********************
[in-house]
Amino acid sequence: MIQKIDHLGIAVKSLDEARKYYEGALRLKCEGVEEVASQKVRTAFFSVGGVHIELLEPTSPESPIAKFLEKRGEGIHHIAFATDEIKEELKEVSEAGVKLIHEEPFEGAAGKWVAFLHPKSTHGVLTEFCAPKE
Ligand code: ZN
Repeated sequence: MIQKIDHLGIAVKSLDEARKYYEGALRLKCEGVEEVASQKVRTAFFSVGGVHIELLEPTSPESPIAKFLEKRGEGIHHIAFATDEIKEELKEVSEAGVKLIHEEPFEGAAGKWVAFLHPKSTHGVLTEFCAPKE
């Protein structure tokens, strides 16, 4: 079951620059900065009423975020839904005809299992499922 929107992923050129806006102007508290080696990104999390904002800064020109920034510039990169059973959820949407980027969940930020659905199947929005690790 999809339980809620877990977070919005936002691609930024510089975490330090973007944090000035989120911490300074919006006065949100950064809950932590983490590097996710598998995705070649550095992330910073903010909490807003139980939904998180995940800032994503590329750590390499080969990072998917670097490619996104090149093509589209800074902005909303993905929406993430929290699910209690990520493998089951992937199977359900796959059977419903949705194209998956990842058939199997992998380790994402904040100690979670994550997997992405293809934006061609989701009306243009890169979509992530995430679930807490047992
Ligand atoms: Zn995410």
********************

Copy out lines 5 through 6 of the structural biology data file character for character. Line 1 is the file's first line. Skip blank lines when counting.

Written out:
């Protein structure tokens, strides 16, 4: 079951620059900065009423975020839904005809299992499922 929107992923050129806006102007508290080696990104999390904002800064020109920034510039990169059973959820949407980027969940930020659905199947929005690790 999809339980809620877990977070919005936002691609930024510089975490330090973007944090000035989120911490300074919006006065949100950064809950932590983490590097996710598998995705070649550095992330910073903010909490807003139980939904998180995940800032994503590329750590390499080969990072998917670097490619996104090149093509589209800074902005909303993905929406993430929290699910209690990520493998089951992937199977359900796959059977419903949705194209998956990842058939199997992998380790994402904040100690979670994550997997992405293809934006061609989701009306243009890169979509992530995430679930807490047992
Ligand atoms: Zn995410």